On our third stop is at a corner eatery patronized by locals. Here, they have Nem Nướng. It is similar to the wrap and roll we ate during our Vespa Adventures food tour in Ho Chi Minh City. Both are served with vegetable fillings and glass paper. The difference though is that in Da Lat the glass paper was fried and served with grilled pork patties and crispy pork skin.
If you haven’t tried the Nem Nướng, you’ll just have to put all the fragrant herbs such as basil, mint leaves, perilla, chives, and lettuce and the root crops like the shallots, carrot, and radish as well as the meat over the rice paper. Then, you’ll have to roll it yourself.
Binh also taught us about the vegetables and how to wrap and roll. And, even to dunk it into a fermented peanut sauce.
See, these are things I appreciate in a food tour. I remember when we were in Elephant falls we ate something good in the side streets but we didn’t know how to eat it. In food tours with local guide, we get to be taught.
The fourth stop is very local. They have lots of skewers that we usually see such as pork, chicken, shrimps, squid, and duck. Then, they also have intestines, chicken feet, and liver. They were very delicious and cheap.
Binh made us try the Bo La Lot which was beef wrapped in a medicinal leaf of betel. Also, grilled over the charcoal. The leaf can be a bit bitter. But overall, I loved it. It is one of my favorites.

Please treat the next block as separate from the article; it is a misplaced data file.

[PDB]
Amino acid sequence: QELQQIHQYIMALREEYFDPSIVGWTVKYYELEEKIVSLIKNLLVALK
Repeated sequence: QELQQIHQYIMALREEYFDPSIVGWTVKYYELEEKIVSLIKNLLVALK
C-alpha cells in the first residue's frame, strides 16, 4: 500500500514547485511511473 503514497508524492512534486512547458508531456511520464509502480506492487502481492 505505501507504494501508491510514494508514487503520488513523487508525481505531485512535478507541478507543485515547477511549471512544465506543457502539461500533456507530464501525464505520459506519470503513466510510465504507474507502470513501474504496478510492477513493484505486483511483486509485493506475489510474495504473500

Binh wanted us to try out more but I wasn’t just up for other exotic food challenge. So, instead of us, he himself tried out the Chicken feet which he said was so tasty.
Fifth stop: Dessert
Our last stop for our Da Lat Food Tour is the dessert. Good thing, Binh called the stall ahead to have this reserved because we had the last one.
We tried one of the Vietnam staple sweet dessert which is Chè. It is a sweet beverage, though in a form like a pudding. It is usually made with coconut milk and tapioca and added with other colorful ingredients such as mung beans, jelly, and any fruit like banana, mango or jackfruit.
Binh didn’t bring us to tourist traps or fancy places. Rather, he took us to purely local places in the side streets. The food was so good. It was obvious as a lot of people were patronizing the stalls and restaurants to take home.
All the stalls and restaurants were very local and chill. The locations are somewhere we wouldn’t find or bump into on our own. They are mostly located in smaller alleyways only but all the food was rich in flavors.
We also got to see a lot of interesting things along the way. It’s a bit of a long walk so its best that you wear your comfy shoes.
I’m glad I did this on our first day in Da Lat. I had time to go back to that pizza place if I wanted to and believe me you will want to. Oh, it’s a local Da lat style Vietnamese pizza, not the Italian one we are used to.
We ended our food tour at just 7 minutes away from our hotel so we just walked back. We definitely had a good night and I recommend this food tour. Binh is so friendly and very helpful. Before we went our separate ways, he gave me and my friend important travel tips as we plan the rest of our Da Lat tour without a local guide. This is definitely worth your money and it is cheap for what you get.
Da Lat Food Tour